Defining Deployment, Rolling it out & Managing Rollback :

Defining Deployment Using the imperative command:

Here we are making use of imperative commands to create a deployment named: test-deploy,

With a docker image = nginx having 3 replicas, as using the kubectl CLI as shown below:

$ kubectl create deployment test-deploy --image=nginx --replicas=3

When you run the above command in your command line /terminal and execute :

$ kubectl get deployments

In the output image below you can see that our test-deploy workload is up and running in the clusters

Now as our deployment workload is up and ready, let’s make some changes to it and try to roll back the same.

Updating the test-deploy file :

As discussed earlier, if any changes like labels or container images of the deployment template are identified then only an update will be triggered against the given deployment.

Let’s update the nginx Pods to use the nginx:1.16.1 image, instead of the nginx:1.14.2 image, which we used earlier to create our deployment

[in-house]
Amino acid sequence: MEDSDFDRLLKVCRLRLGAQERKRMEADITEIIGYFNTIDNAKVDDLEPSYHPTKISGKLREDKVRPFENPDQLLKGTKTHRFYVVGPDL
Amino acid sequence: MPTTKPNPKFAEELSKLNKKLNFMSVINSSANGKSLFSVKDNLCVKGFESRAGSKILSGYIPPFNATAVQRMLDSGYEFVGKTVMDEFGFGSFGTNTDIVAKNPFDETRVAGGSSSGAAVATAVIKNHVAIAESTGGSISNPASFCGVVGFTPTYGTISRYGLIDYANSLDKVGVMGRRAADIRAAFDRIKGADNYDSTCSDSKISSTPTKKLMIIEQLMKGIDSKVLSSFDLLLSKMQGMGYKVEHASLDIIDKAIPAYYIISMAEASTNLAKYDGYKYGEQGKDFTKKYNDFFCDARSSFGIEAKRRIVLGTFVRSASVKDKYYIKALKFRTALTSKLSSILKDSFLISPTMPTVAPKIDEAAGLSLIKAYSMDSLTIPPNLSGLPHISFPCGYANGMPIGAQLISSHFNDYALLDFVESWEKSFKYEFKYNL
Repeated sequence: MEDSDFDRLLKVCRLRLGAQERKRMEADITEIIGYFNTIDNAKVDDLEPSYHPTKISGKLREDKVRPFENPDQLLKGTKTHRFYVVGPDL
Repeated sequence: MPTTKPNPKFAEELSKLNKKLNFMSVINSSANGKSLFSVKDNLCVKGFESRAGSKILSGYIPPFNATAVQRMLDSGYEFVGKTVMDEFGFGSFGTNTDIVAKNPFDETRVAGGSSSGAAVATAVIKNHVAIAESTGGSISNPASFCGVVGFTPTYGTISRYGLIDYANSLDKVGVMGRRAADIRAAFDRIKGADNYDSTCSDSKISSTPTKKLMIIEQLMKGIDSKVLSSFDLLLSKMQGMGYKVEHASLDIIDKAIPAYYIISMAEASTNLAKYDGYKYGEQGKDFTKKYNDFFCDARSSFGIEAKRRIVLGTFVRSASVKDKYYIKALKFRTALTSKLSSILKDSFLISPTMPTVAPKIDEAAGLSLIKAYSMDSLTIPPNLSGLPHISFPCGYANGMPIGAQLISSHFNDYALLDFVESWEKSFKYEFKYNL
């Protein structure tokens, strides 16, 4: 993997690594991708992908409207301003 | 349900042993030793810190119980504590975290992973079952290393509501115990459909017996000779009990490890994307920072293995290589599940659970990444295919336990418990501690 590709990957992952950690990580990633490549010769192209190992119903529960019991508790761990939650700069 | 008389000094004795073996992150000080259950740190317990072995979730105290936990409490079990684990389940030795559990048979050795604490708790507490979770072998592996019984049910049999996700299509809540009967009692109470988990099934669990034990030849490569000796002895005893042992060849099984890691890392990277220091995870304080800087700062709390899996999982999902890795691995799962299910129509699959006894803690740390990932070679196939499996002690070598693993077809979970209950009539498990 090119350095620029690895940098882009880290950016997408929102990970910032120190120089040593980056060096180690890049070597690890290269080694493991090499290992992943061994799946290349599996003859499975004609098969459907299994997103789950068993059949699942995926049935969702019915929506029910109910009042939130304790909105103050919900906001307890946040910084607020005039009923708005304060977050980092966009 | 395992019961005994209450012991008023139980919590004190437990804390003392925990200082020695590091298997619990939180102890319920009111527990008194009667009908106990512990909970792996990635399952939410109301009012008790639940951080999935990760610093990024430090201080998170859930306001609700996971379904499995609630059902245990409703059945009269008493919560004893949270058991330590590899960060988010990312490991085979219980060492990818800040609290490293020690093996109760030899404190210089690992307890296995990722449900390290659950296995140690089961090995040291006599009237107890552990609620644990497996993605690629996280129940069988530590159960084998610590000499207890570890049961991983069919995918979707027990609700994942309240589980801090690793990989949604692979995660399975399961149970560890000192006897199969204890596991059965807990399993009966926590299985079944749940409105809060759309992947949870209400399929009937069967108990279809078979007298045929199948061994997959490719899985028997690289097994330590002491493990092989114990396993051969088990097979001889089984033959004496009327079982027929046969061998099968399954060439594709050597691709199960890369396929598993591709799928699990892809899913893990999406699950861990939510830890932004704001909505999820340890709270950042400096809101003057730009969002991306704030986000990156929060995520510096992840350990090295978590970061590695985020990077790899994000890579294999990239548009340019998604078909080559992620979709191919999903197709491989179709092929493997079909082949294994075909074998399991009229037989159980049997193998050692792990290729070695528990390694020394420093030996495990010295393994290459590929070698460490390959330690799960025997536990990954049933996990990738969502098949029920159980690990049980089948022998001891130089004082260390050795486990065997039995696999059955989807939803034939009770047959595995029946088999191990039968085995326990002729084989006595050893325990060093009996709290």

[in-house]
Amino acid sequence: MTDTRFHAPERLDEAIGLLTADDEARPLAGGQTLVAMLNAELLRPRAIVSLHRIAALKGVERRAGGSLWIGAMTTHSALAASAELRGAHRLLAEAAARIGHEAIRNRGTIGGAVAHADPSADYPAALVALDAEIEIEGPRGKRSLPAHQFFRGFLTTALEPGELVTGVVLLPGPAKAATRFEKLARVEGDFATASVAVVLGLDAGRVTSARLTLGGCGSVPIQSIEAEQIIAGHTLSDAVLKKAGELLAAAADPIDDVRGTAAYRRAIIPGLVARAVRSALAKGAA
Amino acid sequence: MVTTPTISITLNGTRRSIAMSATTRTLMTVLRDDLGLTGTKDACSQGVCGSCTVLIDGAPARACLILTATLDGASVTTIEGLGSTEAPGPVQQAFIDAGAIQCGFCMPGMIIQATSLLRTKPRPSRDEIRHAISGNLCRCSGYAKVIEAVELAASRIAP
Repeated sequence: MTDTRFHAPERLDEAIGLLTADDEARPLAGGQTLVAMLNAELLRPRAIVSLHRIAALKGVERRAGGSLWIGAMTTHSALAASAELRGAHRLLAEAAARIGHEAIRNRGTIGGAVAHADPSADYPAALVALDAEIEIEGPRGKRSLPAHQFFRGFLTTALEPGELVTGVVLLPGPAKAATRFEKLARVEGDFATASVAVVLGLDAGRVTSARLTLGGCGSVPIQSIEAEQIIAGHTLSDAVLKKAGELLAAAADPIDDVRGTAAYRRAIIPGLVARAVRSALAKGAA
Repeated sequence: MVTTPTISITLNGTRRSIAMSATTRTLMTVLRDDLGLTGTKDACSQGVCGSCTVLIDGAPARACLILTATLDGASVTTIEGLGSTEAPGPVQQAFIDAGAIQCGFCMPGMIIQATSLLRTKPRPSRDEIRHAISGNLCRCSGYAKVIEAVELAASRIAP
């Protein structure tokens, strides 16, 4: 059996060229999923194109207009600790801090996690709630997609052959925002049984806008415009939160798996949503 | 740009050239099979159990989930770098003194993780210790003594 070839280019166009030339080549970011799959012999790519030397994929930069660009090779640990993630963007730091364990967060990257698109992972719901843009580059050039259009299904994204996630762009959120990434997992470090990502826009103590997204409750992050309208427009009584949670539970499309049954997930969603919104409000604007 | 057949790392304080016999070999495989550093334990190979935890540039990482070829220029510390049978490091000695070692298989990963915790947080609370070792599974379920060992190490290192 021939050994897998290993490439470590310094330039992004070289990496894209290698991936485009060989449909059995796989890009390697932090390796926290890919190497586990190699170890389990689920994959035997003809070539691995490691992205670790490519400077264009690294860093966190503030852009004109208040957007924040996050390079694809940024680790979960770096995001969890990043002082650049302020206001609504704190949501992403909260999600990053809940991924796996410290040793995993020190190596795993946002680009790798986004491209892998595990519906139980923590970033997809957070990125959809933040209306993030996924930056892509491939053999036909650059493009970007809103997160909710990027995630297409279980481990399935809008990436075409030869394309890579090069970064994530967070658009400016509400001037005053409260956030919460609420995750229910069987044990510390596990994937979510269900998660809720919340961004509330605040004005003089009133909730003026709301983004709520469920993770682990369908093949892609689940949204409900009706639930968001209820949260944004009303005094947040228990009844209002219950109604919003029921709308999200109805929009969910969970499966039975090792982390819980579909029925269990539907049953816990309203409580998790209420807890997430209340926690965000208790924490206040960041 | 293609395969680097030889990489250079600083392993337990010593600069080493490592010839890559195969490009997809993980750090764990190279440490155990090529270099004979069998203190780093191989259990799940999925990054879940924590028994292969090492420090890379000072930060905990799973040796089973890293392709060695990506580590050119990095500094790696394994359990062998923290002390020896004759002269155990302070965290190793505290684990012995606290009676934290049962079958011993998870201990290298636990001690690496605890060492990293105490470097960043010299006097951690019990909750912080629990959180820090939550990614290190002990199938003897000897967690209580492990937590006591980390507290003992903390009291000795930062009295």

We can update the image type by using the below given imperative command

$ kubectl set image deployment.v1.apps/test-deploy nginx=nginx:1.16.1


We can see below that our test-deploy file has been updated with a new nginx version

Let’s use describe command to see the change in the deployment:

$ kubectl describe deploy test-deploy


As can be seen in the highlighted output below, the deployment has been updated with a new nginx image type :

Image: nginx:1.16.1

Rolling back the Update in the deployment: